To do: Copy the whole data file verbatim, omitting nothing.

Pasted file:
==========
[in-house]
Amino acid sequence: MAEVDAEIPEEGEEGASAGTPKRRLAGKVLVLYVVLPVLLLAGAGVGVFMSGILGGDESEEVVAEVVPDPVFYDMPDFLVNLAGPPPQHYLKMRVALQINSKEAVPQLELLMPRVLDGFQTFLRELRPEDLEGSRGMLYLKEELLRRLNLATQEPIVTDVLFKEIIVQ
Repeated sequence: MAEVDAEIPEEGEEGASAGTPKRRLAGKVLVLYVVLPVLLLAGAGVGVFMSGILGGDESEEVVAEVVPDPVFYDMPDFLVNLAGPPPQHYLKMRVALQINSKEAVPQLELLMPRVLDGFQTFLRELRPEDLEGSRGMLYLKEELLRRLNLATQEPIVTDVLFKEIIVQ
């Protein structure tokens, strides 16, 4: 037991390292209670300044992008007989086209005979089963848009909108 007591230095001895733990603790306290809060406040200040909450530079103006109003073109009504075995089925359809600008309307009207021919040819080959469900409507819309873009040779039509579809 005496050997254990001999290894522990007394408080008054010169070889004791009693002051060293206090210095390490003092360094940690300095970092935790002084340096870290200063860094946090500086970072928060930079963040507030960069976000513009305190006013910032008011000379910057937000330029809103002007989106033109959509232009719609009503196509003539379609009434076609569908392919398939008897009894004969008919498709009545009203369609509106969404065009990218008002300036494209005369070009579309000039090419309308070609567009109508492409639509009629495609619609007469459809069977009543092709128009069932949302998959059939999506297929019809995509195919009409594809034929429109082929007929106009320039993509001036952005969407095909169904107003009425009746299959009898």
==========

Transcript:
[in-house]
Amino acid sequence: MAEVDAEIPEEGEEGASAGTPKRRLAGKVLVLYVVLPVLLLAGAGVGVFMSGILGGDESEEVVAEVVPDPVFYDMPDFLVNLAGPPPQHYLKMRVALQINSKEAVPQLELLMPRVLDGFQTFLRELRPEDLEGSRGMLYLKEELLRRLNLATQEPIVTDVLFKEIIVQ
Repeated sequence: MAEVDAEIPEEGEEGASAGTPKRRLAGKVLVLYVVLPVLLLAGAGVGVFMSGILGGDESEEVVAEVVPDPVFYDMPDFLVNLAGPPPQHYLKMRVALQINSKEAVPQLELLMPRVLDGFQTFLRELRPEDLEGSRGMLYLKEELLRRLNLATQEPIVTDVLFKEIIVQ
């Protein structure tokens, strides 16, 4: 037991390292209670300044992008007989086209005979089963848009909108 007591230095001895733990603790306290809060406040200040909450530079103006109003073109009504075995089925359809600008309307009207021919040819080959469900409507819309873009040779039509579809 005496050997254990001999290894522990007394408080008054010169070889004791009693002051060293206090210095390490003092360094940690300095970092935790002084340096870290200063860094946090500086970072928060930079963040507030960069976000513009305190006013910032008011000379910057937000330029809103002007989106033109959509232009719609009503196509003539379609009434076609569908392919398939008897009894004969008919498709009545009203369609509106969404065009990218008002300036494209005369070009579309000039090419309308070609567009109508492409639509009629495609619609007469459809069977009543092709128009069932949302998959059939999506297929019809995509195919009409594809034929429109082929007929106009320039993509001036952005969407095909169904107003009425009746299959009898």